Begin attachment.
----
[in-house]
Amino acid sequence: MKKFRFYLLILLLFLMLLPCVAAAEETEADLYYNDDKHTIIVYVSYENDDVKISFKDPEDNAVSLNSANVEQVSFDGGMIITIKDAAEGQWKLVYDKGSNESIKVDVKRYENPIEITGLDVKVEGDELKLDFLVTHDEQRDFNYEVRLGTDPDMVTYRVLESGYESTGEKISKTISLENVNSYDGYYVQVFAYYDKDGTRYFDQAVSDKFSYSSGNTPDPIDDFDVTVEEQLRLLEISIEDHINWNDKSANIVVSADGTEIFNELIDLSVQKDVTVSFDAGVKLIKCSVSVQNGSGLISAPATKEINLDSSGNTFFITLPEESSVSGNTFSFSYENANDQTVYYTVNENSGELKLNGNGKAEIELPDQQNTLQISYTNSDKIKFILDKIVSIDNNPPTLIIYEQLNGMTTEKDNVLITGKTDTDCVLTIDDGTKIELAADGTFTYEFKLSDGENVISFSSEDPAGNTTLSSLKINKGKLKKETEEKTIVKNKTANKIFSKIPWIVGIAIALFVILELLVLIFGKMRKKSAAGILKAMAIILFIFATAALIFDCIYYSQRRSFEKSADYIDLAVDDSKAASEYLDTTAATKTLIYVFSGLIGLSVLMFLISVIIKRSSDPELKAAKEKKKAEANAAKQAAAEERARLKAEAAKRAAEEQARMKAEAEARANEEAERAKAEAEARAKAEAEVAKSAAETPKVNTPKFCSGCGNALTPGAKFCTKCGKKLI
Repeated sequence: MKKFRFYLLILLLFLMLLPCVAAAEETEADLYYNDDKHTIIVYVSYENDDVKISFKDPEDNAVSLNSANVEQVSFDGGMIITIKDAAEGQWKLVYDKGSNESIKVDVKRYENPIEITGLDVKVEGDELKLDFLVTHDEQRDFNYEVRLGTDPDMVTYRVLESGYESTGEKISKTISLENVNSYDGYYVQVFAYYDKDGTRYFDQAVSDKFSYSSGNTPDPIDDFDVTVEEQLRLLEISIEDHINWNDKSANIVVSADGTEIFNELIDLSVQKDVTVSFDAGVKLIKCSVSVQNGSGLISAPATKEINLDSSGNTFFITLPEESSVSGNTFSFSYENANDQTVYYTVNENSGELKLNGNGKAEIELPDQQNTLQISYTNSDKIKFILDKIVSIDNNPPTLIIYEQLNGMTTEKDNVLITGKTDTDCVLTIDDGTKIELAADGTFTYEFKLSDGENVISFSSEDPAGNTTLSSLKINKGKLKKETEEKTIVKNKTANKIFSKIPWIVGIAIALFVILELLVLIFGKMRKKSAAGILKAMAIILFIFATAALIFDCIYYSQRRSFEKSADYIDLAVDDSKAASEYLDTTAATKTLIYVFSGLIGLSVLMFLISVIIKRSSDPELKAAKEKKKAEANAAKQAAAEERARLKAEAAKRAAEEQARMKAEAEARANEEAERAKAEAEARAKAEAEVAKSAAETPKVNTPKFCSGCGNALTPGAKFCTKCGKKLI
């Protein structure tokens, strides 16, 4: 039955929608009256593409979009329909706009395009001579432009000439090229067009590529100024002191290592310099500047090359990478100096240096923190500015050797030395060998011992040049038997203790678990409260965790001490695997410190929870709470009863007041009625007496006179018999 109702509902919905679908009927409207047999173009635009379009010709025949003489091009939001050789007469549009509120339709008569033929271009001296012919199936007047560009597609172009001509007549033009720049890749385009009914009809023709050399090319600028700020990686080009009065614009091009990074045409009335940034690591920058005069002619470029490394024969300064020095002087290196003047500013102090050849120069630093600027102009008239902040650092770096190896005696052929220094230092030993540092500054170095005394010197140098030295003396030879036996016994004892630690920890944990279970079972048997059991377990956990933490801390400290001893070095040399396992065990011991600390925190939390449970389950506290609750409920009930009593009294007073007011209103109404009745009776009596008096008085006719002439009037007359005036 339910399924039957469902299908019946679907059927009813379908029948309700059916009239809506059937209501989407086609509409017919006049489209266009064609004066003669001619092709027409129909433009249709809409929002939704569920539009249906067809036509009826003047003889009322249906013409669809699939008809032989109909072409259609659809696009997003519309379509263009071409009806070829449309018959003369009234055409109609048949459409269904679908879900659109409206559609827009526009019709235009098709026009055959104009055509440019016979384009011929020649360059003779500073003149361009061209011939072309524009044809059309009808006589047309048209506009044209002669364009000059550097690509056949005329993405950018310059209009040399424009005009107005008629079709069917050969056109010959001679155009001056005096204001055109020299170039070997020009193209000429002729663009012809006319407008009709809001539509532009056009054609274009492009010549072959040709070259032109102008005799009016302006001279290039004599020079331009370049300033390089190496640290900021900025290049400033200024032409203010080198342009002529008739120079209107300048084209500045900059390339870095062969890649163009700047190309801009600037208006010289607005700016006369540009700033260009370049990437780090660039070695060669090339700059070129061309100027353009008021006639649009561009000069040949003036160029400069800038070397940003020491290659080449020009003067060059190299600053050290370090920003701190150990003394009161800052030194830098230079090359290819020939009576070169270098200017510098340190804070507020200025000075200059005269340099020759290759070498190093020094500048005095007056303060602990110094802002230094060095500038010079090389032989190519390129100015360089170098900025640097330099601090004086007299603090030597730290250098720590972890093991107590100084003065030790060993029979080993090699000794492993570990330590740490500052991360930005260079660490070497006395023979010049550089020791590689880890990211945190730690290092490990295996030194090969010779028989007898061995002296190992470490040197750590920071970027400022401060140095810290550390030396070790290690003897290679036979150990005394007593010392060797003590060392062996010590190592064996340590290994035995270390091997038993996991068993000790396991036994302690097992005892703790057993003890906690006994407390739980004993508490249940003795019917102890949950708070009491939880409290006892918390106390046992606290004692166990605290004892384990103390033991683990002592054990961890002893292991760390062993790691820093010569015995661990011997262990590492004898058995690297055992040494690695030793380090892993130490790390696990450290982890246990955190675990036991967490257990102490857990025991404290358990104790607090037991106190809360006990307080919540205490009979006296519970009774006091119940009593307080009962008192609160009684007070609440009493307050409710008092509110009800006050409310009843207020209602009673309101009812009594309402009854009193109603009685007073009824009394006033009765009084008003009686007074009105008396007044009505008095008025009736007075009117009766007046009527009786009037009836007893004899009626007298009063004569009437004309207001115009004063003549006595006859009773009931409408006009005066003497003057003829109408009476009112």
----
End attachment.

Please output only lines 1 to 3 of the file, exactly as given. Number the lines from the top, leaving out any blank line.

[in-house]
Amino acid sequence: MKKFRFYLLILLLFLMLLPCVAAAEETEADLYYNDDKHTIIVYVSYENDDVKISFKDPEDNAVSLNSANVEQVSFDGGMIITIKDAAEGQWKLVYDKGSNESIKVDVKRYENPIEITGLDVKVEGDELKLDFLVTHDEQRDFNYEVRLGTDPDMVTYRVLESGYESTGEKISKTISLENVNSYDGYYVQVFAYYDKDGTRYFDQAVSDKFSYSSGNTPDPIDDFDVTVEEQLRLLEISIEDHINWNDKSANIVVSADGTEIFNELIDLSVQKDVTVSFDAGVKLIKCSVSVQNGSGLISAPATKEINLDSSGNTFFITLPEESSVSGNTFSFSYENANDQTVYYTVNENSGELKLNGNGKAEIELPDQQNTLQISYTNSDKIKFILDKIVSIDNNPPTLIIYEQLNGMTTEKDNVLITGKTDTDCVLTIDDGTKIELAADGTFTYEFKLSDGENVISFSSEDPAGNTTLSSLKINKGKLKKETEEKTIVKNKTANKIFSKIPWIVGIAIALFVILELLVLIFGKMRKKSAAGILKAMAIILFIFATAALIFDCIYYSQRRSFEKSADYIDLAVDDSKAASEYLDTTAATKTLIYVFSGLIGLSVLMFLISVIIKRSSDPELKAAKEKKKAEANAAKQAAAEERARLKAEAAKRAAEEQARMKAEAEARANEEAERAKAEAEARAKAEAEVAKSAAETPKVNTPKFCSGCGNALTPGAKFCTKCGKKLI
Repeated sequence: MKKFRFYLLILLLFLMLLPCVAAAEETEADLYYNDDKHTIIVYVSYENDDVKISFKDPEDNAVSLNSANVEQVSFDGGMIITIKDAAEGQWKLVYDKGSNESIKVDVKRYENPIEITGLDVKVEGDELKLDFLVTHDEQRDFNYEVRLGTDPDMVTYRVLESGYESTGEKISKTISLENVNSYDGYYVQVFAYYDKDGTRYFDQAVSDKFSYSSGNTPDPIDDFDVTVEEQLRLLEISIEDHINWNDKSANIVVSADGTEIFNELIDLSVQKDVTVSFDAGVKLIKCSVSVQNGSGLISAPATKEINLDSSGNTFFITLPEESSVSGNTFSFSYENANDQTVYYTVNENSGELKLNGNGKAEIELPDQQNTLQISYTNSDKIKFILDKIVSIDNNPPTLIIYEQLNGMTTEKDNVLITGKTDTDCVLTIDDGTKIELAADGTFTYEFKLSDGENVISFSSEDPAGNTTLSSLKINKGKLKKETEEKTIVKNKTANKIFSKIPWIVGIAIALFVILELLVLIFGKMRKKSAAGILKAMAIILFIFATAALIFDCIYYSQRRSFEKSADYIDLAVDDSKAASEYLDTTAATKTLIYVFSGLIGLSVLMFLISVIIKRSSDPELKAAKEKKKAEANAAKQAAAEERARLKAEAAKRAAEEQARMKAEAEARANEEAERAKAEAEARAKAEAEVAKSAAETPKVNTPKFCSGCGNALTPGAKFCTKCGKKLI